About the work

Resilience is a fundamental property of many complex systems. Its presence or absence indicates how well or poorly a system will cope when confronted with environmental changes or failures. Events leading to loss of resilience—from mass extinctions to cascading failures—are rarely predictable, are often irreversible, and have lasting consequences. In January 2013, “Resilient Dynamism” was the theme of the World Economic Forum in Davos, Switzerland. The presentations and discussions helped Barabási appreciate the important role networks play in resilience, inspiring a new research program in the lab.



Video stills from Network Earth, by M. Martino, A.-L. Barabási, B. Barzel, and J. Gao, created for the publication of “Universal Resilience Patterns in Complex Networks,” Nature (February 17, 2016)

The outcome of this investigation, which was published in 2016, introduced the theory of network resilience. The paper was accompanied by a video entitled Network Earth, co-produced by the BarabásiLab and Nature, that illustrates the globe-spanning networks—bees and plants are two examples—that ensure our planet’s resilience. “To live on Earth is to live as part of a network,” proclaims the opening statement of the video, for which Lab designer Mauro Martino generated these visualizations.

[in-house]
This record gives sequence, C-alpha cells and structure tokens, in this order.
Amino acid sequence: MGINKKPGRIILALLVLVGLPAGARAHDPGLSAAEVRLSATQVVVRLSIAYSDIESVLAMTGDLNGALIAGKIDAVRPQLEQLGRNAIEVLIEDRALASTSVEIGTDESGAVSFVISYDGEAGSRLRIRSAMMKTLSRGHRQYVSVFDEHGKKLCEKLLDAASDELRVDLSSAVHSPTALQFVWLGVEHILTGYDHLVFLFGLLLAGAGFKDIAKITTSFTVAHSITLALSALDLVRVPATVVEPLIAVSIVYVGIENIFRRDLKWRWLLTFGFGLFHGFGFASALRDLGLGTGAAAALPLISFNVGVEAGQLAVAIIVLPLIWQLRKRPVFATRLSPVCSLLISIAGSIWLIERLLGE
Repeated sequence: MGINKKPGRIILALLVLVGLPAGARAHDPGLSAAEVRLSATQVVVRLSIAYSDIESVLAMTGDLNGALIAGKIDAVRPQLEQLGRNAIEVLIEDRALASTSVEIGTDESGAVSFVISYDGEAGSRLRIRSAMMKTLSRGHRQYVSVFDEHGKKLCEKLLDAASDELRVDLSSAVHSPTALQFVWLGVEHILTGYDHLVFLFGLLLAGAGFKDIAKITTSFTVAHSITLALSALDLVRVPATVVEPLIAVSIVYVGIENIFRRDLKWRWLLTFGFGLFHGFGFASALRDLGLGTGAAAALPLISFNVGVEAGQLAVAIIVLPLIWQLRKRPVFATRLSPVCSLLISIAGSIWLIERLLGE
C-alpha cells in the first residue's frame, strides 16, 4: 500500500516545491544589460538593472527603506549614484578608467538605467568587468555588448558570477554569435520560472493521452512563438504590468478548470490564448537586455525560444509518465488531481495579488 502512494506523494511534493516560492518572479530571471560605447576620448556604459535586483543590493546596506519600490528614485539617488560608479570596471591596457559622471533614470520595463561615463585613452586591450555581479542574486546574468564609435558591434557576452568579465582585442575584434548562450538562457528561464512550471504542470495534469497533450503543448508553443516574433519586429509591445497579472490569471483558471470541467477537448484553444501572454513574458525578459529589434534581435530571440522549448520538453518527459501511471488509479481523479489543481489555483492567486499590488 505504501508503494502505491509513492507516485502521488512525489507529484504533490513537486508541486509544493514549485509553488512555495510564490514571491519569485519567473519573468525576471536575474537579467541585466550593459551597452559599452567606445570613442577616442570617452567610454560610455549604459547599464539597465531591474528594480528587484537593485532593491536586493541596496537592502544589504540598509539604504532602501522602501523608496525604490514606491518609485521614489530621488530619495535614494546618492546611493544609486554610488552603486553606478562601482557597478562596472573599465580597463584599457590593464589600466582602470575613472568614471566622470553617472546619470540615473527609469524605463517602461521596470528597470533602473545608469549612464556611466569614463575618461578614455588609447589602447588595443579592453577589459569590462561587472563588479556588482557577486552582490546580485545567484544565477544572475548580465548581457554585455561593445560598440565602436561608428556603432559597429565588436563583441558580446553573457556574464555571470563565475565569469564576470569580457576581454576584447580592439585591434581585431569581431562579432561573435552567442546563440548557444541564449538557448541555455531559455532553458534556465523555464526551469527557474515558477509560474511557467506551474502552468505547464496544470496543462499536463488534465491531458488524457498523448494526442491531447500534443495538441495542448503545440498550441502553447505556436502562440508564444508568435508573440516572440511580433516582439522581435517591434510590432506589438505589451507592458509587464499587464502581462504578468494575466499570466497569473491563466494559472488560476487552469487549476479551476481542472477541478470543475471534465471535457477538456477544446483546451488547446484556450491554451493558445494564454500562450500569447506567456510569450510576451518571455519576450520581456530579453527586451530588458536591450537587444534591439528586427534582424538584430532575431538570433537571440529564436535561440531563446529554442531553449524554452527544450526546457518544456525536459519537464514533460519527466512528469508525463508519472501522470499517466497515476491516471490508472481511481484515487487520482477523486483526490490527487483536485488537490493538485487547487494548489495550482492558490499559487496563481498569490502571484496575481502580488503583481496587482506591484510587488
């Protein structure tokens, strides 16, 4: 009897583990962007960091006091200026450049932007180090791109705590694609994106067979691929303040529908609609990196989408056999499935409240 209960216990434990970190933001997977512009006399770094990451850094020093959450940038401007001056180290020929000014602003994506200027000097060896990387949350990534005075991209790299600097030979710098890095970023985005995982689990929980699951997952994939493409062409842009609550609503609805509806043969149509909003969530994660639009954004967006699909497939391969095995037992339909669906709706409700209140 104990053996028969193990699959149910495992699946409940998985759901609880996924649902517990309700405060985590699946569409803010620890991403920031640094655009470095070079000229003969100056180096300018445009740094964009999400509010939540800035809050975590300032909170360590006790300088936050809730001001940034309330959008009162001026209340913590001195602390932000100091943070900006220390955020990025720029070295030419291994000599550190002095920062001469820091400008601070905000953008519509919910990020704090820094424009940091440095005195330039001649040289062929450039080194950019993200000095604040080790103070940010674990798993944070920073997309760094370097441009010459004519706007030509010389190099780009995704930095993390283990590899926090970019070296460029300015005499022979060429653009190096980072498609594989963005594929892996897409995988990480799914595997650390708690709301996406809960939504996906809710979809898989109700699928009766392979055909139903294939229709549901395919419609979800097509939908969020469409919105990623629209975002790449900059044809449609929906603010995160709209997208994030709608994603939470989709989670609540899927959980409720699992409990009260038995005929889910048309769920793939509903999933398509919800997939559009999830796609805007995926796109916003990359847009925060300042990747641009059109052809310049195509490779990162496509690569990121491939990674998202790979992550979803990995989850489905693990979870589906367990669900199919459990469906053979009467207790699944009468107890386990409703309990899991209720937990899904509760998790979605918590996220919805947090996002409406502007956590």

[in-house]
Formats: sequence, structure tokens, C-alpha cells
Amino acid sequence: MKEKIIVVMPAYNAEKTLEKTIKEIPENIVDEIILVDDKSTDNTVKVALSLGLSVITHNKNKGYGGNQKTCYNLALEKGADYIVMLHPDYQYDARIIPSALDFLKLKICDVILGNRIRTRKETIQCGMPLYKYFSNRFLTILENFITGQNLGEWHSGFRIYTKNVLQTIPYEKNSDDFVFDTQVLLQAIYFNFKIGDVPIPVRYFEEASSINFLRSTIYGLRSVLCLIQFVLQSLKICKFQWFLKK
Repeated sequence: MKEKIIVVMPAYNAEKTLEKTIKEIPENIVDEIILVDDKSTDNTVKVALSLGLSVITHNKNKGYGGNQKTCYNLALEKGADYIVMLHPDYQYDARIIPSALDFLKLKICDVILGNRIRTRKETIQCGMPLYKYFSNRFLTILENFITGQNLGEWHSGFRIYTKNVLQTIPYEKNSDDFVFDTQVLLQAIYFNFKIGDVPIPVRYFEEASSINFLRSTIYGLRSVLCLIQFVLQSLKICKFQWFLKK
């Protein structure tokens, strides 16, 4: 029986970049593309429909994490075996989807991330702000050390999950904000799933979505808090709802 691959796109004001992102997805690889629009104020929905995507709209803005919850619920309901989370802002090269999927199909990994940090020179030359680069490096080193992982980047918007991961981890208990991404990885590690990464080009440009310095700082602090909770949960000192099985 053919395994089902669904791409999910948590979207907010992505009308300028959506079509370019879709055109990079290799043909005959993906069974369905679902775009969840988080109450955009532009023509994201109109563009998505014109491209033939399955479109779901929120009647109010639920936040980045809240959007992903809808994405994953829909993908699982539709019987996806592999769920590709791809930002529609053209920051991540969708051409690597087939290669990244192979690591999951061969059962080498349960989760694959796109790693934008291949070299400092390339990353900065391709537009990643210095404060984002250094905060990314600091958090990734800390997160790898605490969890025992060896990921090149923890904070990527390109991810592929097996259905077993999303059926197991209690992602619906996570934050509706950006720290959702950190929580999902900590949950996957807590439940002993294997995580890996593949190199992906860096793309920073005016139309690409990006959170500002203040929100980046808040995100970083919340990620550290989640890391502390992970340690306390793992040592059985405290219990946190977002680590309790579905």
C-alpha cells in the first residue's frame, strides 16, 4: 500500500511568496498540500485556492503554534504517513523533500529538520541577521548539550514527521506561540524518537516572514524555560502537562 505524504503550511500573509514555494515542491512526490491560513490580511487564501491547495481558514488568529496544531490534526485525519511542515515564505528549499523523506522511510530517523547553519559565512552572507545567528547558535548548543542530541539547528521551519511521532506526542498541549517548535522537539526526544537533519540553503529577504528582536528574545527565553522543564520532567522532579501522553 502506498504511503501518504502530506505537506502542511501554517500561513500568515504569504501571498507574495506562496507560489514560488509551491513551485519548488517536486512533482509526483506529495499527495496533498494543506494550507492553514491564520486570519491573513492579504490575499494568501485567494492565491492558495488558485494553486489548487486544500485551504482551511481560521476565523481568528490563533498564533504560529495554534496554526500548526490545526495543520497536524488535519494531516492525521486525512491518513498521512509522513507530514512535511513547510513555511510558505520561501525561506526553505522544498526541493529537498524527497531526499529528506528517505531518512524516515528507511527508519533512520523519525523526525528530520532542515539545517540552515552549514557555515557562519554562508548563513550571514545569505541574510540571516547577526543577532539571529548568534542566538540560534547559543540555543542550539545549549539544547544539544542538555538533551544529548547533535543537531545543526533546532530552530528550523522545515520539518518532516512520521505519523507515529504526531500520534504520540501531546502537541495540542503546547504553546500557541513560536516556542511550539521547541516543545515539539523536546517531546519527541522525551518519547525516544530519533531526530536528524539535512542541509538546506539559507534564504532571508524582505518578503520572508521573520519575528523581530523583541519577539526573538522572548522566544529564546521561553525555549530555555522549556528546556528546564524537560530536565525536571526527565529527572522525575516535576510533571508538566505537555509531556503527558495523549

The visualizations show the symbiotic, globe-spanning relationships between plants and pollinator species that result in the invisible ecologic network that is essential for ensuring ecosystem resilience. They were the starting point of the BarabásiLab’s ongoing exploration of resilience.